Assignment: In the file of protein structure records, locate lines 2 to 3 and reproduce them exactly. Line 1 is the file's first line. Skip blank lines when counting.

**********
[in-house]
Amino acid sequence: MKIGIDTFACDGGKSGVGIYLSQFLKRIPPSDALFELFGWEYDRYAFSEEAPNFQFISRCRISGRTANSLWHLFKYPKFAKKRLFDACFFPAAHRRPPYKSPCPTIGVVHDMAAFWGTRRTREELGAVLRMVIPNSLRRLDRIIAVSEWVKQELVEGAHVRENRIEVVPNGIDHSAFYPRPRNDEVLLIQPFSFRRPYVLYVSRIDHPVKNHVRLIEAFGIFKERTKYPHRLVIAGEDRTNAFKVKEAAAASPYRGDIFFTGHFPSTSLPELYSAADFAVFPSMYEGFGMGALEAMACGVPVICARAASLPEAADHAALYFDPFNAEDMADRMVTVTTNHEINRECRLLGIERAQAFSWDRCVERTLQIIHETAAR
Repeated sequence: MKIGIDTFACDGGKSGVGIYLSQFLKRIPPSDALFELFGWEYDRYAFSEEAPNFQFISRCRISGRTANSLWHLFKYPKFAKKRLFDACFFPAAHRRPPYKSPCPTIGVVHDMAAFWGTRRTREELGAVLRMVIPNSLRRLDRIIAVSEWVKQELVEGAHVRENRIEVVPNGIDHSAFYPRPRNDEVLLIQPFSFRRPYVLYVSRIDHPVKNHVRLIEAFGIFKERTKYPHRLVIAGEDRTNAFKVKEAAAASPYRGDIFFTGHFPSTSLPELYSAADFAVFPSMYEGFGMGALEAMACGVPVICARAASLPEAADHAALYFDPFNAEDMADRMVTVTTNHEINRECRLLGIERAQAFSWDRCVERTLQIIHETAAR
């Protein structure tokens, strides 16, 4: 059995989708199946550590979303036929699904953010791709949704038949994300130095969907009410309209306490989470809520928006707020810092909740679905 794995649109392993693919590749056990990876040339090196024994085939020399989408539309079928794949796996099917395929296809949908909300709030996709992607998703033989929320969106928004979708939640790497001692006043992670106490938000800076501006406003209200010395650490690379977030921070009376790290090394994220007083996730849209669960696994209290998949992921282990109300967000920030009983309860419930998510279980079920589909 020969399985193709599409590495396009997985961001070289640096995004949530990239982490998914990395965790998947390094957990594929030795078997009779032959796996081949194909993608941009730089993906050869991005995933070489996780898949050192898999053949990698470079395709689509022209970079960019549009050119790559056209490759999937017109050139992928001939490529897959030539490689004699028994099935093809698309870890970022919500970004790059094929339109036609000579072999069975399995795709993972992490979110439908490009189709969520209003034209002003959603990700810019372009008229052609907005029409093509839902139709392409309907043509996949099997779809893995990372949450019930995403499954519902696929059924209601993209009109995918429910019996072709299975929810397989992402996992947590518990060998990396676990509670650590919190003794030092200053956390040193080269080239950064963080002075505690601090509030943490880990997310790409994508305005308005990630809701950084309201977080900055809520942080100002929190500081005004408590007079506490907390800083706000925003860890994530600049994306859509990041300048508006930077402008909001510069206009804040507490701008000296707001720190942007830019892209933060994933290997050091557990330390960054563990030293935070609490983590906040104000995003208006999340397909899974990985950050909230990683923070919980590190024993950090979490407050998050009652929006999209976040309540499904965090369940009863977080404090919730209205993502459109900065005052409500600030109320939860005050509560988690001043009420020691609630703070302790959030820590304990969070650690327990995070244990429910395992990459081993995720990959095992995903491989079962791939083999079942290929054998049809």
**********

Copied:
Amino acid sequence: MKIGIDTFACDGGKSGVGIYLSQFLKRIPPSDALFELFGWEYDRYAFSEEAPNFQFISRCRISGRTANSLWHLFKYPKFAKKRLFDACFFPAAHRRPPYKSPCPTIGVVHDMAAFWGTRRTREELGAVLRMVIPNSLRRLDRIIAVSEWVKQELVEGAHVRENRIEVVPNGIDHSAFYPRPRNDEVLLIQPFSFRRPYVLYVSRIDHPVKNHVRLIEAFGIFKERTKYPHRLVIAGEDRTNAFKVKEAAAASPYRGDIFFTGHFPSTSLPELYSAADFAVFPSMYEGFGMGALEAMACGVPVICARAASLPEAADHAALYFDPFNAEDMADRMVTVTTNHEINRECRLLGIERAQAFSWDRCVERTLQIIHETAAR
Repeated sequence: MKIGIDTFACDGGKSGVGIYLSQFLKRIPPSDALFELFGWEYDRYAFSEEAPNFQFISRCRISGRTANSLWHLFKYPKFAKKRLFDACFFPAAHRRPPYKSPCPTIGVVHDMAAFWGTRRTREELGAVLRMVIPNSLRRLDRIIAVSEWVKQELVEGAHVRENRIEVVPNGIDHSAFYPRPRNDEVLLIQPFSFRRPYVLYVSRIDHPVKNHVRLIEAFGIFKERTKYPHRLVIAGEDRTNAFKVKEAAAASPYRGDIFFTGHFPSTSLPELYSAADFAVFPSMYEGFGMGALEAMACGVPVICARAASLPEAADHAALYFDPFNAEDMADRMVTVTTNHEINRECRLLGIERAQAFSWDRCVERTLQIIHETAAR